Highlights

An in-depth review of algorithms for noisy quantum computers

An international team including CQT researchers and alumni have collaborated to write “an encyclopaedia for the NISQ era”
16 February 2022

In Reviews of Modern Physics, CQT researchers and their collaborators identify novel qubit design, material discovery for hardware and error mitigation algorithms among important research directions to harness the most computational power from noisy, intermediate-scale quantum (NISQ) computing devices. Image: Omelchenko/Shutterstock.com

 

Researchers from Singapore, Canada, the United Kingdom and the United States teamed up to survey over 800 papers about algorithms for noisy, intermediate-scale quantum (NISQ) computing devices. The 14 co-authors have distilled their work into a 91-page, comprehensive review published on 15 February in Reviews of Modern Physics.

NISQ algorithms are designed to work in the presence of noise and without a large number of qubits. This makes them suitable for current quantum computers which are small, made up of only tens or hundreds of qubits, and error prone. NISQ algorithms are being developed for applications in areas such as machine learning, quantum chemistry, and combinatorial optimisation.

The idea to prepare a review article came from the team of CQT Principal Investigator Kwek Leong Chuan. Kwek says, “The group has been fairly active in NISQ algorithms. The project arose from a group discussion and we decided to join forces with an alumnus, Thi Ha Kyaw, currently employed in the University of Toronto under Alán Aspuru-Guzik’s group.”

That group is known for developing quantum computing algorithms for applications in the physical sciences such as the simulation of molecules and materials. Thi Ha and Alán joined the project, along with other collaborators in Toronto and around the world.

At CQT, Kishor Bharti, who was then a joint PhD student with Kwek and Principal Investigator Vlatko Vedral, drove the work. He is now a Postdoctoral Fellow at the University of Maryland. Mok Wai-Keong, an undergraduate student from the NUS Department of Physics, contributed to the work as part of his Final Year Project with Kwek. CQT PhD graduates Tobias Haug, now at Imperial College London, UK, and Hermanni Heimonen, now employed at the quantum computing startup IQM in Finland, are also co-authors on the paper.

The co-authors held many meetings and brainstorming sessions to go through the details of the review. “It was a massive collaboration,” says CQT alumnus Kishor, who shares first authorship of the work with Alba Cervera-Lierta and Thi Ha in Toronto. “Many algorithms are being developed and it is difficult to keep pace with the field, which is exploding. This review is like an encyclopaedia for the NISQ era, a one-stop place for the work of many people.”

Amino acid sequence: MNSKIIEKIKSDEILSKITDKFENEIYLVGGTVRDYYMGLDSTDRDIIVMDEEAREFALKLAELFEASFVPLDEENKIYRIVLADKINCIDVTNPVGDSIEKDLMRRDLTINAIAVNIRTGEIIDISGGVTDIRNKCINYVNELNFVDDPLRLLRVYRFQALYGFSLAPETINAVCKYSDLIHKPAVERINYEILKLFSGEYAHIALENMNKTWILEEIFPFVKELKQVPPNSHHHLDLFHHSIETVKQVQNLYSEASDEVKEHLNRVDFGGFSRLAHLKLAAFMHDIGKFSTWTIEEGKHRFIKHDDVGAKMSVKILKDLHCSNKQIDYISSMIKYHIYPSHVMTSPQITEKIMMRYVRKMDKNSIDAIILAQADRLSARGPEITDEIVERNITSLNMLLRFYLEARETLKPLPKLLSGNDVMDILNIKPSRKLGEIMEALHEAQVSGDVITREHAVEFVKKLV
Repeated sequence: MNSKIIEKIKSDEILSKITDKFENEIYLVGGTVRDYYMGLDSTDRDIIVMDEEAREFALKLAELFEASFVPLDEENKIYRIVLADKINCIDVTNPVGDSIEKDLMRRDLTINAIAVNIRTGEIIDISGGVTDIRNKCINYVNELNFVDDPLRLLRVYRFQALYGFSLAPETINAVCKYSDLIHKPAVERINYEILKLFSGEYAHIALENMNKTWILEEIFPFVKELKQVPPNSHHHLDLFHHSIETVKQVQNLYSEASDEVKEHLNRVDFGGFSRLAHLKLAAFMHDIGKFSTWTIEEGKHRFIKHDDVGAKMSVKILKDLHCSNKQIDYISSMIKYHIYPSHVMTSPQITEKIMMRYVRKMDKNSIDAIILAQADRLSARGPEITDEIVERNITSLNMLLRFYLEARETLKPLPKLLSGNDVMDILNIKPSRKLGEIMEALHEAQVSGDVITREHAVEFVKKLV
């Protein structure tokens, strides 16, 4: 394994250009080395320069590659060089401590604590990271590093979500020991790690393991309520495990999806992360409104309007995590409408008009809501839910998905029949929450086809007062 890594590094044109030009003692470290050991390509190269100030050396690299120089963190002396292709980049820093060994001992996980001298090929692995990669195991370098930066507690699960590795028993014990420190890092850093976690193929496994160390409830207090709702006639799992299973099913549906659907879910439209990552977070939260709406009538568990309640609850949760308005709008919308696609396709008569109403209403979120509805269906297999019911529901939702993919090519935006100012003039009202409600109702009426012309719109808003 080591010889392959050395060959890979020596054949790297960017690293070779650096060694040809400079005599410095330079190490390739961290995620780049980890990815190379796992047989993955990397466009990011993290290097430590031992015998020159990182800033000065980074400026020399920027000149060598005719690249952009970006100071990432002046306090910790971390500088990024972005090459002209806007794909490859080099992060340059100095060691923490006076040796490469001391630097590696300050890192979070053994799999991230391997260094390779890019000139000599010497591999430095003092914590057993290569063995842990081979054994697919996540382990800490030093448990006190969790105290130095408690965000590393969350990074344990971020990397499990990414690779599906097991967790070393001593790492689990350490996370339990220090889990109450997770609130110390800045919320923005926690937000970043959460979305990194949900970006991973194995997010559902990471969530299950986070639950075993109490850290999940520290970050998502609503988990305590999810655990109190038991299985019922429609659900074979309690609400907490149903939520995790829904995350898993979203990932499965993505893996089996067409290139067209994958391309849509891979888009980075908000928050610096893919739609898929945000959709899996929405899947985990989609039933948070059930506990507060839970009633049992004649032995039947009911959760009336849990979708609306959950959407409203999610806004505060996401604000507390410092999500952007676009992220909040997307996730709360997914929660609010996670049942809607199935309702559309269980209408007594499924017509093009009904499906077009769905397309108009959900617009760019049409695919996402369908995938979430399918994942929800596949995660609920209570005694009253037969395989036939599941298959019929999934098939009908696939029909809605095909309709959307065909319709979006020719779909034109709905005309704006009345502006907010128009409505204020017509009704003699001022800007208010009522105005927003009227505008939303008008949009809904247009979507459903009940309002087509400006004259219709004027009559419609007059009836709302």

The review aims to provide a compilation of the available algorithms suited for the NISQ era and which could deliver results in the near-term. One section is devoted to variational quantum algorithms, which make up most of the current NISQ algorithms. Variational quantum algorithms use a hybrid quantum-classical approach. The classically difficult part of a computation is delegated to the quantum computer while the rest is performed on a classical computer. Other sections cover approaches such as quantum annealing and boson sampling.

The review also gives perspectives on potential future developments given the progress in quantum hardware.

Recent milestones in experimental hardware include separate claims of quantum advantage by Google in 2019 and by scientists in China in 2020. Both built quantum computers using different technologies that performed in minutes a specifically designed calculation that would take the world’s best supercomputers thousands of years to complete.

A major goal now is to demonstrate quantum advantage for useful problems. In the review, the researchers write that advances on three fronts are necessary. Those are hardware developments, such as novel qubit design and material discovery; designing algorithms to suit the device hardware and algorithms for error mitigation; and lastly, identifying applications suited for NISQ devices, which can be done with closer collaboration with experts in industrial fields.